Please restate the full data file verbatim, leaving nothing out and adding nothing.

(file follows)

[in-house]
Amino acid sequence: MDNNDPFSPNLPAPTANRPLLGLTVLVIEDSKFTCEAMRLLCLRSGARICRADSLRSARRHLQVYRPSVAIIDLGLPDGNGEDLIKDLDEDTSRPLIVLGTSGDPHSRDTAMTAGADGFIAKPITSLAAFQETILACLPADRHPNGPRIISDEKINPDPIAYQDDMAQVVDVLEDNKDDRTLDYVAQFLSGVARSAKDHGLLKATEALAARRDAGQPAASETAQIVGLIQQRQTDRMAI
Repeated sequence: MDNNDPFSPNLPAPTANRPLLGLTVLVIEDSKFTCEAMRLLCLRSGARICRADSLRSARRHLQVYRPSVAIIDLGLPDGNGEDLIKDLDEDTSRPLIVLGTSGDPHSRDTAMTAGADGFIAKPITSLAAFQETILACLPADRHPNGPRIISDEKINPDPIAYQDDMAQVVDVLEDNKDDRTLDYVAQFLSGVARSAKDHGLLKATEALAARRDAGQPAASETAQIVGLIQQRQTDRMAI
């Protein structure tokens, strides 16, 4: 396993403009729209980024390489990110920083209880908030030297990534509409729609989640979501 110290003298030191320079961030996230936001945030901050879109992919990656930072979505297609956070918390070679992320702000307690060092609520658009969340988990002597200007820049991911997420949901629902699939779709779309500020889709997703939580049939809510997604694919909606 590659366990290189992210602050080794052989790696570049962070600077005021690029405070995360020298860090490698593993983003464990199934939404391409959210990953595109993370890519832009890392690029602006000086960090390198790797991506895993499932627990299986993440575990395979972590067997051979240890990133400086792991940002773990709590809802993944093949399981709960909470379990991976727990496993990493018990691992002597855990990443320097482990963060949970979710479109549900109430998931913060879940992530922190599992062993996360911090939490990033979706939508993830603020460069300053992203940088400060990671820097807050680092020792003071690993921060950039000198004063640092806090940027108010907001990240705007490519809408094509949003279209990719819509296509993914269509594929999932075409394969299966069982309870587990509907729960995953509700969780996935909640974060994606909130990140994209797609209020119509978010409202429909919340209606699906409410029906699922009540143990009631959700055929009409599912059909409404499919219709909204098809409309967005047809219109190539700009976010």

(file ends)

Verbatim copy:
[in-house]
Amino acid sequence: MDNNDPFSPNLPAPTANRPLLGLTVLVIEDSKFTCEAMRLLCLRSGARICRADSLRSARRHLQVYRPSVAIIDLGLPDGNGEDLIKDLDEDTSRPLIVLGTSGDPHSRDTAMTAGADGFIAKPITSLAAFQETILACLPADRHPNGPRIISDEKINPDPIAYQDDMAQVVDVLEDNKDDRTLDYVAQFLSGVARSAKDHGLLKATEALAARRDAGQPAASETAQIVGLIQQRQTDRMAI
Repeated sequence: MDNNDPFSPNLPAPTANRPLLGLTVLVIEDSKFTCEAMRLLCLRSGARICRADSLRSARRHLQVYRPSVAIIDLGLPDGNGEDLIKDLDEDTSRPLIVLGTSGDPHSRDTAMTAGADGFIAKPITSLAAFQETILACLPADRHPNGPRIISDEKINPDPIAYQDDMAQVVDVLEDNKDDRTLDYVAQFLSGVARSAKDHGLLKATEALAARRDAGQPAASETAQIVGLIQQRQTDRMAI
């Protein structure tokens, strides 16, 4: 396993403009729209980024390489990110920083209880908030030297990534509409729609989640979501 110290003298030191320079961030996230936001945030901050879109992919990656930072979505297609956070918390070679992320702000307690060092609520658009969340988990002597200007820049991911997420949901629902699939779709779309500020889709997703939580049939809510997604694919909606 590659366990290189992210602050080794052989790696570049962070600077005021690029405070995360020298860090490698593993983003464990199934939404391409959210990953595109993370890519832009890392690029602006000086960090390198790797991506895993499932627990299986993440575990395979972590067997051979240890990133400086792991940002773990709590809802993944093949399981709960909470379990991976727990496993990493018990691992002597855990990443320097482990963060949970979710479109549900109430998931913060879940992530922190599992062993996360911090939490990033979706939508993830603020460069300053992203940088400060990671820097807050680092020792003071690993921060950039000198004063640092806090940027108010907001990240705007490519809408094509949003279209990719819509296509993914269509594929999932075409394969299966069982309870587990509907729960995953509700969780996935909640974060994606909130990140994209797609209020119509978010409202429909919340209606699906409410029906699922009540143990009631959700055929009409599912059909409404499919219709909204098809409309967005047809219109190539700009976010």